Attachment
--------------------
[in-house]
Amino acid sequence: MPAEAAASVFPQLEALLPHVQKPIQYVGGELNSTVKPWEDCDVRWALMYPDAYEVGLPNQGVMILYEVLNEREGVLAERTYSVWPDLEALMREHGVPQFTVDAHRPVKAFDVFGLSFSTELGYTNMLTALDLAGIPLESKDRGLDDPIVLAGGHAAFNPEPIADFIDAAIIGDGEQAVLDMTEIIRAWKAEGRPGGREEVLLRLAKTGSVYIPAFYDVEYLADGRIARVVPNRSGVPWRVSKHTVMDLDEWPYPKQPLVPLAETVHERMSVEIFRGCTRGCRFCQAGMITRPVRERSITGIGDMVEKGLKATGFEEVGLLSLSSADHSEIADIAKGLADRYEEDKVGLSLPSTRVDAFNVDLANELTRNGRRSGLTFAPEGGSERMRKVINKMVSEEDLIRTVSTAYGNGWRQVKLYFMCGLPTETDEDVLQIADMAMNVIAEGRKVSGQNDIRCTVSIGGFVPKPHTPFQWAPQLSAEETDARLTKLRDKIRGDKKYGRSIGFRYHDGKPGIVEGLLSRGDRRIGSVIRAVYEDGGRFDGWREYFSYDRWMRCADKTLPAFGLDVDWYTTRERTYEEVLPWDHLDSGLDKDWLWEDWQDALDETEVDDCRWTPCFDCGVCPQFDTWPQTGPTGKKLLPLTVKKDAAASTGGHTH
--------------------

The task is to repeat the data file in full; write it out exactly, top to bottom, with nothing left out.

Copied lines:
[in-house]
Amino acid sequence: MPAEAAASVFPQLEALLPHVQKPIQYVGGELNSTVKPWEDCDVRWALMYPDAYEVGLPNQGVMILYEVLNEREGVLAERTYSVWPDLEALMREHGVPQFTVDAHRPVKAFDVFGLSFSTELGYTNMLTALDLAGIPLESKDRGLDDPIVLAGGHAAFNPEPIADFIDAAIIGDGEQAVLDMTEIIRAWKAEGRPGGREEVLLRLAKTGSVYIPAFYDVEYLADGRIARVVPNRSGVPWRVSKHTVMDLDEWPYPKQPLVPLAETVHERMSVEIFRGCTRGCRFCQAGMITRPVRERSITGIGDMVEKGLKATGFEEVGLLSLSSADHSEIADIAKGLADRYEEDKVGLSLPSTRVDAFNVDLANELTRNGRRSGLTFAPEGGSERMRKVINKMVSEEDLIRTVSTAYGNGWRQVKLYFMCGLPTETDEDVLQIADMAMNVIAEGRKVSGQNDIRCTVSIGGFVPKPHTPFQWAPQLSAEETDARLTKLRDKIRGDKKYGRSIGFRYHDGKPGIVEGLLSRGDRRIGSVIRAVYEDGGRFDGWREYFSYDRWMRCADKTLPAFGLDVDWYTTRERTYEEVLPWDHLDSGLDKDWLWEDWQDALDETEVDDCRWTPCFDCGVCPQFDTWPQTGPTGKKLLPLTVKKDAAASTGGHTH